This question is a very popular white board session question for both Java architects and experienced JEE Developers. You need to draw on your experience to tackle this question as there are no right or wrong answers. These high level diagrams and summary will help you refresh your memory.
Q. What should be a typical Java EE architecture for let’s say, a medium-size web-based application?
A. Before start drawing the components on the whit board, you need to show that you gather requirements.
#1. Ask some questions like How many transactions per minute or hour should the system handle? How many concurrent users should it handle?, etc.
#2. Draw a big picture diagram. Mark the tiers, layers, key components, frameworks, etc. This is a 100 feet bird’s eye view of the components.
Be prepared for drill down questions like
1) Client pull Vs Server push. Client pull requires a special directive either in the HTML document header. This directive instructs the client to retrieve a specified document after a certain amount of time. In other words, the client opens a new connection to the server. Server push involves sending packets of data to the client periodically. The HTTP connection between the client and the server is kept open indefinitely. For example, you can use an asynchronous servlet.
2) When to use queue vs topic. Queue is for single receiver and a topic is for multiple subscribers.
3) When to use LDAP vs Database. LDAP stores data hierarchically and more suited for read intensive operations like looking up users, roles, etc for authorization, and database is more suited for CRUD operations.
Request 1: “OPTIONS” request as part of the handshake to determine if cross domain is allowed by the server.
Request 2: GET, POST, PUT, or DELETE request that performs the actual operation on the server.
#3. Security considerations
Enterprise applications make use of SSO (Single-Sign-On) with enterprise level products like SiteMinder, Tivoli Access Manager, etc.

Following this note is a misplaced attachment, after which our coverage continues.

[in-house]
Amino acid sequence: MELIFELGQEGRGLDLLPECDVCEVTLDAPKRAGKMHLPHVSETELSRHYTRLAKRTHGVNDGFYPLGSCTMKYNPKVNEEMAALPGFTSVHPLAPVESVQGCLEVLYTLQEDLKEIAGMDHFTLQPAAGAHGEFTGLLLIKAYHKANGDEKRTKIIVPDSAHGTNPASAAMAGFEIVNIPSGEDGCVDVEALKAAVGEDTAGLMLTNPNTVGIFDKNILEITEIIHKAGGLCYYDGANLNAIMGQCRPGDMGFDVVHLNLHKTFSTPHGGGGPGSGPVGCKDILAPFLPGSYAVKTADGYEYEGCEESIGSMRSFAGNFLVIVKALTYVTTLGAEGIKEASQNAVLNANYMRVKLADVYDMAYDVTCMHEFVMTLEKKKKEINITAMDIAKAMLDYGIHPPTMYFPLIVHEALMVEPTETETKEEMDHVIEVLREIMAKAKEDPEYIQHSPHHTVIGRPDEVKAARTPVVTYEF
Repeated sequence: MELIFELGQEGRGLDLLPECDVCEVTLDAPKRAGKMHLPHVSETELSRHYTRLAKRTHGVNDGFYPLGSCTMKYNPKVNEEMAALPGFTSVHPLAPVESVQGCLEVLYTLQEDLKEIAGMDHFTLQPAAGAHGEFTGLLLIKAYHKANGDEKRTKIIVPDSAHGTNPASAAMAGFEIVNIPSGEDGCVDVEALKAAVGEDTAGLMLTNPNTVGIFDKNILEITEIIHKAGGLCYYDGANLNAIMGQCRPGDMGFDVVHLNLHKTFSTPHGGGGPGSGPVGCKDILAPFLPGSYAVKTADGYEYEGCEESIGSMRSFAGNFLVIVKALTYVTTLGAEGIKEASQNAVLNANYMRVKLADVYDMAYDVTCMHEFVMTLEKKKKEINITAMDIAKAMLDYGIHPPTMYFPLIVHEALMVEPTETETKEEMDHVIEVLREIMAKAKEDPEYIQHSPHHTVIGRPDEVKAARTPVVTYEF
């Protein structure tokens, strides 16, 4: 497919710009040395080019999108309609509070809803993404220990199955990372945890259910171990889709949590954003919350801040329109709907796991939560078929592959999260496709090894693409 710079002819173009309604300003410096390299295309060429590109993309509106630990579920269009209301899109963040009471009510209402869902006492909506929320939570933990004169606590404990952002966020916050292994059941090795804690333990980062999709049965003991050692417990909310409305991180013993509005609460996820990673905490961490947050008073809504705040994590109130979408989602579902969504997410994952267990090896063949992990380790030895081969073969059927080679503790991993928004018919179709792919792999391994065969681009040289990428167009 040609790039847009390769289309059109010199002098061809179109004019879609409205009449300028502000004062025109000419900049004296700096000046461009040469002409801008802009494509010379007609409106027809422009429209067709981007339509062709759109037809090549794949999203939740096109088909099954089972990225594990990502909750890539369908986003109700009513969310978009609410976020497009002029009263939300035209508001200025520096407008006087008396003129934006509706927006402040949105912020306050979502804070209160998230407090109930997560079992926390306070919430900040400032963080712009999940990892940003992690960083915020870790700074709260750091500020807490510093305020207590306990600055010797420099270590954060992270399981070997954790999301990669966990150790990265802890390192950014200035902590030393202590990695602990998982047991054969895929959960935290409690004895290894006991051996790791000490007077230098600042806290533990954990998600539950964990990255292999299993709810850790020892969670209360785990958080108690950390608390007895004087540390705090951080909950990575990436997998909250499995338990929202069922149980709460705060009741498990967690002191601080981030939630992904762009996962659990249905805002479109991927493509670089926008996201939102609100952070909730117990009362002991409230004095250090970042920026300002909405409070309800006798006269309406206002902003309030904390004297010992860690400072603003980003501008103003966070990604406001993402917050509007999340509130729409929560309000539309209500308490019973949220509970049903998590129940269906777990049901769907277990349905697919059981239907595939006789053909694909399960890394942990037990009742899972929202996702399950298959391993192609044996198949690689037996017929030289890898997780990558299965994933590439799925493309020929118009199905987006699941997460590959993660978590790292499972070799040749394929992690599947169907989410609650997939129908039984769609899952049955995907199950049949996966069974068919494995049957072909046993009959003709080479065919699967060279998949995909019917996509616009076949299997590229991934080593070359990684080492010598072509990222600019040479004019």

For example, SSO application like SiteMinder is configured to intercept the calls to authenticate the user. Once the user is authenticated, a HTTP header “SM_USER” is added with the authenticated user name. For example “123”. The user header is passed to Spring 3 security. The “Security.jar” is a custom component that knows how to retrieve user roles for a given user like 123 from a database or LDAP server. This custom component is responsible for creating a UserDetails Spring object that contains the roles as authorities. Once you have the authorities or roles for a given user, you can restrict your application URLs and functions to provide proper access control.
#4. Transaction Management
Transaction management takes place at the service layer. You can use a Spring transaction manager with annotations such as @Transactional to demarcate transactional boundaries. The service class can call multiple data access object (DAOs) within a transactional context.
#5. Quality of Service (QoS) considerations
Quality of service (QoS) requirements are technical specifications that specify the system quality of features such as availability, scalability, serviceability, etc. This is covered in detail under QoS interview questions and answers.
Finally, the modern applications are highly distributed making use of various architecture and integration styles described in:
Java integration styles and Java architectures. A typical enterprise application will make use of a combination of these integration styles and architecture. For example, here is a very simplified trading application making use of “synchronous” and “asynchronous” calls. This allow traders to place buy/sell trades online.
as you can see, it makes use of
1) Message Oriented Middle wares (MOM) like WebMethods or Tibco to publish or subscribe messages (i.e. trades).
2) Web services to perform CRUD (Create Read Update and Delete) operations.
3) MVC architecture to display data on the GUI to provide a user interface.
4) JDBC to persist/read user interactions via CRUD operations.
5) FIX protocol to communicate to the stock exchange. It is a standard to exchange financial information.